Today, there are approximately 38 million HIV-infected people worldwide. All those people have high risk of developing comorbid conditions besides HIV-associated lymphomas. The heterogeneous clinical manifestations and laboratory findings in HIV-associated lymphomas may be attributable in part to chronic antigenic stimulation, genetic abnormalities and the disruption of cytokine network [2]. In HIV-infected persons, the risk of COVID-19 lethality seems also to be higher although this question has not been yet elucidated [14]. It should be speculated that despite of the structural dissimilarity, HIV and SARS-CoV-2 possess some similar signs. For example, they both target T cells and cause lymphopenia in the peripheral blood [14, 15]. It could be suggested that both HIV and SARS-CoV-2 share some related pathways for entering the cells [16]. Moreover, both viruses generate an increase in the cytokine production and aberrant formation of neutrophyl extracellular traps that is related to complications in the infected patients. Several systematic reviews have been already published analyzing the cases of HIV and SARS-CoV-2 coinfection [14].

Apart from HIV-associated lymphomas, one more quite distinct category of infection-associated lymphoid malignancies exists. In these cases, the lymphoid cells are not directly transformed by infectious agents. The origin of several types of lymphoid neoplasms such as gastric lymphoma, immunoproliferative small intestinal disease, spleen and cutaneous lymphoma is clearly connected with chronic stimulation of the immune system resulting from the infections caused by H. pylori, C. jejuni, B. burgdorferi as well as hepatitis C virus [17].

Immunological and hematological findings in patients with COVID-19. Human coronaviruses (CoV) recognized as early as in 1960 include seven viruses that cause mild respiratory infections as well as the novel viruses appearing in the 21th century and resulting in severe and potentially dangerous infections (SARS-CoV, MERS-CoV, SARS-CoV-2) [14, 18].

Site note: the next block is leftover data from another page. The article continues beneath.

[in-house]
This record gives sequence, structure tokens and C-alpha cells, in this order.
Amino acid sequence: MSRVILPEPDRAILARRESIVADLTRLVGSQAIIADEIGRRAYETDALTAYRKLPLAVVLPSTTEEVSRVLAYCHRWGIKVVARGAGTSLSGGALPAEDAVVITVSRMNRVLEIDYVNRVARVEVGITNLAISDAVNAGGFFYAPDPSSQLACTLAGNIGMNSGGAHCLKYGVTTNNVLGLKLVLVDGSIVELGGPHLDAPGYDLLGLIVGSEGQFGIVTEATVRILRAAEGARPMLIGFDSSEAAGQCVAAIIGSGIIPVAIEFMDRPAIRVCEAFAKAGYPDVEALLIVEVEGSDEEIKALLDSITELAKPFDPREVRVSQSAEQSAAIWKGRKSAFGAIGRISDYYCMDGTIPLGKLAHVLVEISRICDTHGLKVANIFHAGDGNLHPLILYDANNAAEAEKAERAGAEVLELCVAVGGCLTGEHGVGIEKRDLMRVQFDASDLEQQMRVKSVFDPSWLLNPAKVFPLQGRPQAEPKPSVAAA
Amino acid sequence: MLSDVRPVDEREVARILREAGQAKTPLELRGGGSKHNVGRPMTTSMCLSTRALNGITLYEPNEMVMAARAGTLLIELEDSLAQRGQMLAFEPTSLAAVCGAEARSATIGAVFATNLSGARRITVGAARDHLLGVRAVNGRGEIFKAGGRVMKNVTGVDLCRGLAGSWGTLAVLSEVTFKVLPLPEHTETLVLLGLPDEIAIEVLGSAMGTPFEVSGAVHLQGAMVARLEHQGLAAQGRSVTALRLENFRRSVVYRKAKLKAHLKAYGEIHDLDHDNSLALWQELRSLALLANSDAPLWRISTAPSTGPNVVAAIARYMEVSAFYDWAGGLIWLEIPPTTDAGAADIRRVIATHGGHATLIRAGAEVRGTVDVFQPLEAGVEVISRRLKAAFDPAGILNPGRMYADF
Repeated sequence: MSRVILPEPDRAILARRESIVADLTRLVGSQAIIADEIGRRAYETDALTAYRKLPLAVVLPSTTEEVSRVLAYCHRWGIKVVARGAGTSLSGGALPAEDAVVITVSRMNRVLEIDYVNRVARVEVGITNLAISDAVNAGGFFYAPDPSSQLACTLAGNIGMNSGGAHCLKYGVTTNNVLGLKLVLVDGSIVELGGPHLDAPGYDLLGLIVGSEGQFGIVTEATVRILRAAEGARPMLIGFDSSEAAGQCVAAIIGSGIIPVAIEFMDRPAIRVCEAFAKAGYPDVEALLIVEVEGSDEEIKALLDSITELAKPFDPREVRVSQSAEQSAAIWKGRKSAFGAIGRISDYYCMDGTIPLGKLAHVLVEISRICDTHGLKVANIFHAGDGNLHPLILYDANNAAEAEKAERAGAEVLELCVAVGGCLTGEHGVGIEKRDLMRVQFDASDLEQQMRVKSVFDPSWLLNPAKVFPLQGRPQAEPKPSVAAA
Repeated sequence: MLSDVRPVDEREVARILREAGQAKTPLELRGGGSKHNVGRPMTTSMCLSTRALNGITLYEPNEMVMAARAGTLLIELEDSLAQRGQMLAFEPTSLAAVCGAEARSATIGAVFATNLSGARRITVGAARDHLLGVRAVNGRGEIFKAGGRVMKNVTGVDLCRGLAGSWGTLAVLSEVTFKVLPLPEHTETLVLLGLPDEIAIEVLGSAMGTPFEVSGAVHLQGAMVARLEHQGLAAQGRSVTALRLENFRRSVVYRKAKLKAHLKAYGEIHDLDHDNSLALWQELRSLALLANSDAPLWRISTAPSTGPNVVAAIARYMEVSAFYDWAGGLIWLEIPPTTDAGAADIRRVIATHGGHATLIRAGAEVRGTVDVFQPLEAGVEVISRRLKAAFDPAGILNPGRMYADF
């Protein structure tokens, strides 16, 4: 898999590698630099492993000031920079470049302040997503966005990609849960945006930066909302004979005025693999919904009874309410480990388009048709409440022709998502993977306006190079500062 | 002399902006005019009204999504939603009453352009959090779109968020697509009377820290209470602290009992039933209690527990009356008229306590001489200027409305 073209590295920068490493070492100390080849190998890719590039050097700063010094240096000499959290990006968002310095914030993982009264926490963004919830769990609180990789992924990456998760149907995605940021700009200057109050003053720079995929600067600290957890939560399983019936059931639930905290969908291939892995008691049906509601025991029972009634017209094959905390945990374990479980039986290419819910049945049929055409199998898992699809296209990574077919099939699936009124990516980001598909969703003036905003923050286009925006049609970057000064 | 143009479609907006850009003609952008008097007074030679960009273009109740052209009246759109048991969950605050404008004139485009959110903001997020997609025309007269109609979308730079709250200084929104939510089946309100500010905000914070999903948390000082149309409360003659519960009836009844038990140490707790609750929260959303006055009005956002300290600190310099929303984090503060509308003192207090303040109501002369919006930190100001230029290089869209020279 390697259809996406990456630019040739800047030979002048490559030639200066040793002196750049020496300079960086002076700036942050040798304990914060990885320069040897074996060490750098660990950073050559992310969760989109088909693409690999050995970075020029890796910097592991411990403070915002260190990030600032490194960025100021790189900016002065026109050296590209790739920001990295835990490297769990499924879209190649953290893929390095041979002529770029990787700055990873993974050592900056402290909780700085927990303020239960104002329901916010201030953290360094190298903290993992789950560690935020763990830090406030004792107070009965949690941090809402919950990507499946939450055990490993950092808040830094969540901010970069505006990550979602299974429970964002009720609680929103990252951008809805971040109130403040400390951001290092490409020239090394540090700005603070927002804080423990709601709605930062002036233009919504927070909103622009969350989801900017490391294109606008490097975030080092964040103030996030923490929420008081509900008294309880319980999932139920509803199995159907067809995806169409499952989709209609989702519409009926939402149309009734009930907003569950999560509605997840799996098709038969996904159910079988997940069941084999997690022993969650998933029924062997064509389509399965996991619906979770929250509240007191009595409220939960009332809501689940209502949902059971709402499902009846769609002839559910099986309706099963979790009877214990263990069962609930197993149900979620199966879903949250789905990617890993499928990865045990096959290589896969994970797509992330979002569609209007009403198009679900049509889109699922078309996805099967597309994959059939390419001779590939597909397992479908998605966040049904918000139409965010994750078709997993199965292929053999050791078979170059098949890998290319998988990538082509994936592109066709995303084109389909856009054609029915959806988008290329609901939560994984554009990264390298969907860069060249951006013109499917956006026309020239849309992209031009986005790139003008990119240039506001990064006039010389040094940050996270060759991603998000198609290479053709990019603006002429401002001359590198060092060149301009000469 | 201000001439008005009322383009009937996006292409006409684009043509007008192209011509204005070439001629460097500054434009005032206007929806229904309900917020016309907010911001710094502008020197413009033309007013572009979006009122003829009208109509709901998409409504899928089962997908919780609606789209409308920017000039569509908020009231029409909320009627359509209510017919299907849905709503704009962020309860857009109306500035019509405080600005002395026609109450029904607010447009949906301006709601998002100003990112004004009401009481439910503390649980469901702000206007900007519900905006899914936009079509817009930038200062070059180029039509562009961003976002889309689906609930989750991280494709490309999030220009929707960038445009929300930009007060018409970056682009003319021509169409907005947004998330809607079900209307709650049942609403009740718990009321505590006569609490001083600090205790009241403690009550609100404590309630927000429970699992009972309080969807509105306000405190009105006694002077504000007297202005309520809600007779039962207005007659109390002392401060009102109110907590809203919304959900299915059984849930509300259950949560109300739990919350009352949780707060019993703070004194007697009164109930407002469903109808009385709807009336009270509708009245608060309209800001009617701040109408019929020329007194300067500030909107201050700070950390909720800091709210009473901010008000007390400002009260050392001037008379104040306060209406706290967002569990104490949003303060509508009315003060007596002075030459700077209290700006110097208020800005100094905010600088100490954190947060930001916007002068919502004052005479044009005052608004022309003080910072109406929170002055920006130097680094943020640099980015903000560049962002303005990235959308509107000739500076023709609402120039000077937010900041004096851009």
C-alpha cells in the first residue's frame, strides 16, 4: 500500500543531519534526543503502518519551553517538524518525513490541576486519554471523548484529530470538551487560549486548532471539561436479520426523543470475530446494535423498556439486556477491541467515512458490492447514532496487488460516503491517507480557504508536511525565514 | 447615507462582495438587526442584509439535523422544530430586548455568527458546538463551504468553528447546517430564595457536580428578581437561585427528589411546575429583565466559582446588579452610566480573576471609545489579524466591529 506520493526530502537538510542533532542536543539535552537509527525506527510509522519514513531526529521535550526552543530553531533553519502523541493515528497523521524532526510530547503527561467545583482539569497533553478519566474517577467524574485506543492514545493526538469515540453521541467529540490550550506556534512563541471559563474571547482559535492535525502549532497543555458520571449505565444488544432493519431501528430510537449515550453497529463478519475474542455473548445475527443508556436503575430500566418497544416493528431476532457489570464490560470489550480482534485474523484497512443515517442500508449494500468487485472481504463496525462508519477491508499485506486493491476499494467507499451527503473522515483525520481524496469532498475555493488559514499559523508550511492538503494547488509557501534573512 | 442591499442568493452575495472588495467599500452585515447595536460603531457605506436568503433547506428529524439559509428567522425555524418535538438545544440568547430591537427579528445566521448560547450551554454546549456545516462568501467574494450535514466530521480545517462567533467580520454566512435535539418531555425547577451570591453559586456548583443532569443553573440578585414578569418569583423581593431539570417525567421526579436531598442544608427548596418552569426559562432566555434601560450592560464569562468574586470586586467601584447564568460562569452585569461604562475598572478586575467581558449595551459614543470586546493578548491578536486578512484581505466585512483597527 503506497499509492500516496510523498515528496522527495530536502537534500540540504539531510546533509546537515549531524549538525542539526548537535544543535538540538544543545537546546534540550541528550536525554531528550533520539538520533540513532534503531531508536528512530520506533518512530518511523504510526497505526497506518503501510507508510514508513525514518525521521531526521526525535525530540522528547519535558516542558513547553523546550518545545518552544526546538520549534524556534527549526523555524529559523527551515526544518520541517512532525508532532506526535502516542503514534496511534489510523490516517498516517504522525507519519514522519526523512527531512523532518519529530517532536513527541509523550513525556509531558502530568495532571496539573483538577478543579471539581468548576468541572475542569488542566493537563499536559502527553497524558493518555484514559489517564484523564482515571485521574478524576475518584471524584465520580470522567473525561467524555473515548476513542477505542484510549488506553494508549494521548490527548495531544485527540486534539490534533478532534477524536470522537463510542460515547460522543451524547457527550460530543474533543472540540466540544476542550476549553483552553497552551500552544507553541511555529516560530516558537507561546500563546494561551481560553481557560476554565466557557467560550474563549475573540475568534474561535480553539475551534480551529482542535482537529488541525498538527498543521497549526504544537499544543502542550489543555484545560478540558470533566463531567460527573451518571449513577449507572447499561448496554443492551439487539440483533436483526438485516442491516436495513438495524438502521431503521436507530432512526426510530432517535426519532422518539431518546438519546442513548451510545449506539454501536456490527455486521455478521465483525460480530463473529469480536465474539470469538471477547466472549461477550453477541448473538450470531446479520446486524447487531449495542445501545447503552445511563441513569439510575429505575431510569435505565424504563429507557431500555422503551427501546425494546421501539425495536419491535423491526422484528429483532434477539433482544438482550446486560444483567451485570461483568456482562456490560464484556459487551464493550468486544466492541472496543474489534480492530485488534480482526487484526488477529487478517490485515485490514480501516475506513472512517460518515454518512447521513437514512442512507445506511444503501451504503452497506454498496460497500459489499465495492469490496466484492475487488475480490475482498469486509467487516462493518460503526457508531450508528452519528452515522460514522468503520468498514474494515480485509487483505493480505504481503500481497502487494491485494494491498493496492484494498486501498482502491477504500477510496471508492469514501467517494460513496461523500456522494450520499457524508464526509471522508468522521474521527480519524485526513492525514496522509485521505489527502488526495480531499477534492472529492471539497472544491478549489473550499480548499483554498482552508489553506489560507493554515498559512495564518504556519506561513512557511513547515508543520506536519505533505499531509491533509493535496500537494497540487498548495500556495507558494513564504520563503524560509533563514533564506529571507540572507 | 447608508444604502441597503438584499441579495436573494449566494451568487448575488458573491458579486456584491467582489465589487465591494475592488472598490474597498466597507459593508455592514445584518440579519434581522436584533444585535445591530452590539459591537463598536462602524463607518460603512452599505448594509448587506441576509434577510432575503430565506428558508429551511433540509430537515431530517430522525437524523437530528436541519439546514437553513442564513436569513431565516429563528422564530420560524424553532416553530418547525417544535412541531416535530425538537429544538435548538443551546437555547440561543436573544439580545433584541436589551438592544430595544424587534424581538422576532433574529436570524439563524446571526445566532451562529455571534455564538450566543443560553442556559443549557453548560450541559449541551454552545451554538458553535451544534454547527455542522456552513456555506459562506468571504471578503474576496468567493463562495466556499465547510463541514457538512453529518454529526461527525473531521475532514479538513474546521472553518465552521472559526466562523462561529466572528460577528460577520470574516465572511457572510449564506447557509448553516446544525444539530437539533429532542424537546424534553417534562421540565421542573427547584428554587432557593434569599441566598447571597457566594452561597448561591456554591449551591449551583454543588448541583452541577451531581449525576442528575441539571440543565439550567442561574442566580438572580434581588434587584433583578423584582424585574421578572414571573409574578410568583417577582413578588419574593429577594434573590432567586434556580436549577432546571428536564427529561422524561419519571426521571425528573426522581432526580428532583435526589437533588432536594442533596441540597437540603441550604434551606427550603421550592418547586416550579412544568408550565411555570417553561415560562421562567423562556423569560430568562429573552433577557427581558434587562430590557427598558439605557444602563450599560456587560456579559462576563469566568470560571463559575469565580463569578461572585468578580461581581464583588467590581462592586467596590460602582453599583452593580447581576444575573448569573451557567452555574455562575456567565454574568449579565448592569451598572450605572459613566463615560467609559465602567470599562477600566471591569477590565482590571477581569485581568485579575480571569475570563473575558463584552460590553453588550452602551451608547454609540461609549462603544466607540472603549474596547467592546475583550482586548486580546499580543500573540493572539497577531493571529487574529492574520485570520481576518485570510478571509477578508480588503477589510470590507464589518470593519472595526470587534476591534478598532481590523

SARS-CoV-2 infection is associated with an intensive pathological hyperinflammatory response with accompanying excess activation of host Immune mechanisms resulting in the overproduction of inflammatory cytokines giving rise to the extensive neutrophil and macrophage infiltration of the tissues. SARS-CoV-2 infection is accompanied by the lymphopenia with decreasing count of CD4+ and CD8+ T cells, B cells and NK cells [18–20]. Moreover, it was proved that the absolute number of total T cells as well as CD4+ and CD8+ subsets inversely correlate with patients survival rate [21]. The prognostic significance of thrombocytopenia in COVID-19 was also demonstrated [22]. In patients with severe course of COVID-19, neutrophil count and neutrophil to lymphocyte ratio increase while the percentage of eosinophils, basophils and monocytes in leukogram are reduced [20]. It is important to note that upon recovery, the absolute number of T and B cells returns to normal values.